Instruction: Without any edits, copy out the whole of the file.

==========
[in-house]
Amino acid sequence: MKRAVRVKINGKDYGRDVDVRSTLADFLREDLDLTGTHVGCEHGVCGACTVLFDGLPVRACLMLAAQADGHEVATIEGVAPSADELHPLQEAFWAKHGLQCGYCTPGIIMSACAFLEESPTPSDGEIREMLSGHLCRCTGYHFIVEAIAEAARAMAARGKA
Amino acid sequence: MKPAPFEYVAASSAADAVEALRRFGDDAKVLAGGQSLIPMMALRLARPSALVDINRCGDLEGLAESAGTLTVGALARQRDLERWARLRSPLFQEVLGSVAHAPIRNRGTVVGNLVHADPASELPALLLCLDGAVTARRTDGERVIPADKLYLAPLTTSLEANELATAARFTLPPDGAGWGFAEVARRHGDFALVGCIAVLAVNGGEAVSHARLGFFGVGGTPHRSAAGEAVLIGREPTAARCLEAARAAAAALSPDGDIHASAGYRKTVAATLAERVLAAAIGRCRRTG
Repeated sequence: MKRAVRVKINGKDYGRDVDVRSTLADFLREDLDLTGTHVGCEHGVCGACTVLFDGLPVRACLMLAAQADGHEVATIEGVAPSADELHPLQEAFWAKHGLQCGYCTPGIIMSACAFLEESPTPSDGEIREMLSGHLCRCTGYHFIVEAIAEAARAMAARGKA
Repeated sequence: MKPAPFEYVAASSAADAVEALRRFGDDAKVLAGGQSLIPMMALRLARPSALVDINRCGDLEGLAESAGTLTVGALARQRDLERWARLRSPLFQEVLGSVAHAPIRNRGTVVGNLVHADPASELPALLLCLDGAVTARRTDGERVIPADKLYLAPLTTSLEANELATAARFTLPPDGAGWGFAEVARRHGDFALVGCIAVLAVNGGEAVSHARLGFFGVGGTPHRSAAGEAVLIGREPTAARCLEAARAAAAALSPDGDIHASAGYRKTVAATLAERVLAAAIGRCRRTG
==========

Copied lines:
[in-house]
Amino acid sequence: MKRAVRVKINGKDYGRDVDVRSTLADFLREDLDLTGTHVGCEHGVCGACTVLFDGLPVRACLMLAAQADGHEVATIEGVAPSADELHPLQEAFWAKHGLQCGYCTPGIIMSACAFLEESPTPSDGEIREMLSGHLCRCTGYHFIVEAIAEAARAMAARGKA
Amino acid sequence: MKPAPFEYVAASSAADAVEALRRFGDDAKVLAGGQSLIPMMALRLARPSALVDINRCGDLEGLAESAGTLTVGALARQRDLERWARLRSPLFQEVLGSVAHAPIRNRGTVVGNLVHADPASELPALLLCLDGAVTARRTDGERVIPADKLYLAPLTTSLEANELATAARFTLPPDGAGWGFAEVARRHGDFALVGCIAVLAVNGGEAVSHARLGFFGVGGTPHRSAAGEAVLIGREPTAARCLEAARAAAAALSPDGDIHASAGYRKTVAATLAERVLAAAIGRCRRTG
Repeated sequence: MKRAVRVKINGKDYGRDVDVRSTLADFLREDLDLTGTHVGCEHGVCGACTVLFDGLPVRACLMLAAQADGHEVATIEGVAPSADELHPLQEAFWAKHGLQCGYCTPGIIMSACAFLEESPTPSDGEIREMLSGHLCRCTGYHFIVEAIAEAARAMAARGKA
Repeated sequence: MKPAPFEYVAASSAADAVEALRRFGDDAKVLAGGQSLIPMMALRLARPSALVDINRCGDLEGLAESAGTLTVGALARQRDLERWARLRSPLFQEVLGSVAHAPIRNRGTVVGNLVHADPASELPALLLCLDGAVTARRTDGERVIPADKLYLAPLTTSLEANELATAARFTLPPDGAGWGFAEVARRHGDFALVGCIAVLAVNGGEAVSHARLGFFGVGGTPHRSAAGEAVLIGREPTAARCLEAARAAAAALSPDGDIHASAGYRKTVAATLAERVLAAAIGRCRRTG